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Echo’s Travel Diary

Friday, 25 Jan 2008

Location: Gambia

MapI last left off on a description of the compounds, pit toilets and the first part of our morning. Now the stories continue...
So like I said we left off at Tracy throwing candies at a screaming mob of children and were rescued shortly after my backpack. After we left this compound we returned to the compound where we were sleeping to eat breakfast and have coffee. This was the beginning of when I began to feel like I was in a zoo. While we walked from the original compound to ours the kids just gathered around us yelling Twobob and asking for candies, pens, anything you name it. Instead of the group dwindling as we walked it seems that rumour of our presence was spreading faster than our walking speed and kids were coming our from all over. By the time we reached our compound we probably gathered about 50 kids, which Sidi proceeded to try to lock out of his compound so that we could eat in peace.

He was fairly successful in keeping out most of the kids but the kids of the family compound were an exception to this rule. Many of them would sit or stand about 2 feet from in front of us and just stare. Most of the small children do not learn English until they reach middle school so none of them could talk to us all they would do was watch every move we did. I have to be honest, it was fairly uncomfortable. After we ate, the boys decided that it was time to begin the tour of the village. We headed out and started walking around.

Our first stop was the compound of a fairly famous (in Gambia) Marabou. Just so you all know a Marabou is a shaman and many people go to see them for medicine, spiritual guidance, juju to protect them against evil spirits, or juju to give evil spirits to someone else. This particular compound is a very original one as it has the largest round mud hut in the Gambia. Usually mud huts are small one room buildings but this particular one is huge and has many smaller rooms inside. No one is really allowed to visit this compound unless they are accompanied or invited by one of the members of the family, which we were. However, no one but the family is allowed inside as there is apparently some really powerful juju that could kill you if you come into contact with it or even look at it. It was a pretty cool hut but I do wish that we could have gone inside it.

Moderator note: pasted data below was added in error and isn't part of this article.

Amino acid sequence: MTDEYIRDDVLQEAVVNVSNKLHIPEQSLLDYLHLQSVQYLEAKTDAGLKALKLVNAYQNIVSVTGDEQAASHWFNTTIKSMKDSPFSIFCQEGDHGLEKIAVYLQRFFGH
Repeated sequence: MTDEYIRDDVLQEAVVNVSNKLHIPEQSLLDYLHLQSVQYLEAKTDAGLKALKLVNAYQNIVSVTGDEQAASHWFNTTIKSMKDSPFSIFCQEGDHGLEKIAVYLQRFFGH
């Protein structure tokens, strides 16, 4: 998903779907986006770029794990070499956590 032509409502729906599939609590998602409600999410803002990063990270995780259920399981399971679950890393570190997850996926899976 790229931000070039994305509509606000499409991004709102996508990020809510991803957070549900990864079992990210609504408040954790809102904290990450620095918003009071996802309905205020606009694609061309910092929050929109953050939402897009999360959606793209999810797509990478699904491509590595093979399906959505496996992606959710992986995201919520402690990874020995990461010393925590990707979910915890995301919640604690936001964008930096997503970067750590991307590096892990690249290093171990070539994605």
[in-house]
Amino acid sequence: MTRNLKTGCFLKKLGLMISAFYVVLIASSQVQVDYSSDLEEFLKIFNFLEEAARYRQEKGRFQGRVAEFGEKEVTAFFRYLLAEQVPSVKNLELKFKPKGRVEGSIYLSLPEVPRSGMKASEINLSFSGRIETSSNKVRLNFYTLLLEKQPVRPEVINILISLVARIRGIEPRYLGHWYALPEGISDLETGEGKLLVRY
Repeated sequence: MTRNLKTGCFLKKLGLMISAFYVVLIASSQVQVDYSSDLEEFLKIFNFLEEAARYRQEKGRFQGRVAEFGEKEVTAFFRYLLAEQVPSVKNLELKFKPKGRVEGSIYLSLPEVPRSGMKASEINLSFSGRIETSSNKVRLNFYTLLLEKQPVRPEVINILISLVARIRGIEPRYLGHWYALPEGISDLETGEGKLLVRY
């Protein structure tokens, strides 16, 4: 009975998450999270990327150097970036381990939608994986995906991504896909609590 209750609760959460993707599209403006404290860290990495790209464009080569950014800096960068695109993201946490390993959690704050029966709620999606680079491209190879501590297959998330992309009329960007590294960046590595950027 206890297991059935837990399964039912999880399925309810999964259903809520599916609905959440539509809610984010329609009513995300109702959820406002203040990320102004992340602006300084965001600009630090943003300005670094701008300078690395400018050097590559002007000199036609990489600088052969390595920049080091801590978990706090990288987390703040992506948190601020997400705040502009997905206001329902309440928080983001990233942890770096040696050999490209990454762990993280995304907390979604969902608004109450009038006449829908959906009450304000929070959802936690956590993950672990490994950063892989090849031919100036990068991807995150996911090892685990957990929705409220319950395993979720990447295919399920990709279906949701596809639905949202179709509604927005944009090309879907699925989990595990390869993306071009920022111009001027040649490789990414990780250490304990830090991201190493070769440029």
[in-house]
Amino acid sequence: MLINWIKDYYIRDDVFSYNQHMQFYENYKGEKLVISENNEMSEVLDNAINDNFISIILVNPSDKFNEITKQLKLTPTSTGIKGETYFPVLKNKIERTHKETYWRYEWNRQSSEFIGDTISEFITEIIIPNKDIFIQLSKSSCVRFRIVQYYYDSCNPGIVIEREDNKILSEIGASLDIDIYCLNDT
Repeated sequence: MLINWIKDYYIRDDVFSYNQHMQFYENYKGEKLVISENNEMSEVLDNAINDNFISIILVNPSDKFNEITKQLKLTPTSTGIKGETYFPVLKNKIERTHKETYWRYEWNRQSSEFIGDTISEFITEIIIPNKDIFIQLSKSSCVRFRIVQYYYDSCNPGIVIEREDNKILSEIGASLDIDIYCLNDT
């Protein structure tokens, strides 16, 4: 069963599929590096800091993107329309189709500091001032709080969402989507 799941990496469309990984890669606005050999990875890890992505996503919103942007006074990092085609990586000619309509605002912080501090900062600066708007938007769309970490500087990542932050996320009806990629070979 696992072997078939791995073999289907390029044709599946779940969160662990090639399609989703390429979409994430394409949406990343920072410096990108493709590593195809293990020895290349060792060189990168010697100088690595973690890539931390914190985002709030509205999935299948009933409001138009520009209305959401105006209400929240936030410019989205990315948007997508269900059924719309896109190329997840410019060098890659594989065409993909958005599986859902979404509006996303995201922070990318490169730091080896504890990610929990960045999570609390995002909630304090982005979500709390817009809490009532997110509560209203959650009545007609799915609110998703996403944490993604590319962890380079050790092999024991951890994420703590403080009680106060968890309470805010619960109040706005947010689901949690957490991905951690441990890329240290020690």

After we looked at the compound and took pictures one of the boys from the family compound we were staying at brought us a donkey cart. This was the highlite of my trip kind of cause I have wanted to ride on a donkey cart since I knew I was going to the village. I even asked the boy if I could drive the cart and he handed over the reigns immediately. However, driving a donkey cart is the equivalent to riding a trail horse, you really don't need to lead it as they know where they are going (except when you are close to their house cause then they just want to go home). So Mino, Tracy and I piled on the donkey cart and headed out to the rice patties. A donkey cart is slower than if you were walking so it was a very hot experience but I guess it was kind of good that we were on the cart cause very slowly the hordes of children following died down because it was too hot for them and none of them wanted to walk. It took almost 45 minutes until we reached the ends of the rice fields cause they are huge. We got off our cart and walked around.

Right now the fields are dry and it is rice harvesting season. The women tend the fields mainly but now that all the other crops are finished the men sometimes help. This is where my ranting will begin. I am pretty sure that everyone has seen my photos of the beautiful rice bundles that the women make. This is how they harvest the rice in order to keep it for the whole year. However, the downside of the way they harvest it is that it takes them a long time and these poor women have way to many jobs to do in a day. It is great that the men help as well but when the men help they do not have the same patience as the women so they just cut the rice and throw it into a big pile, which means that the women have to go out and gather it, take it back to the house and pound it within a few days or all the rice will spoil. So really, the men don't help too much with the harvesting of the rice cause they just create more work for the women.

We walked around for a while in the fields, looking and the small boys that we did have with us decided to go for a swim in the shallow water that feeds in from the river. This village is lucky as they have access to the river from their village. This means that many travelling fisherman come to stay in their village to go out daily to catch fish, which they can then sell to the local people.

This will be continued after report cards...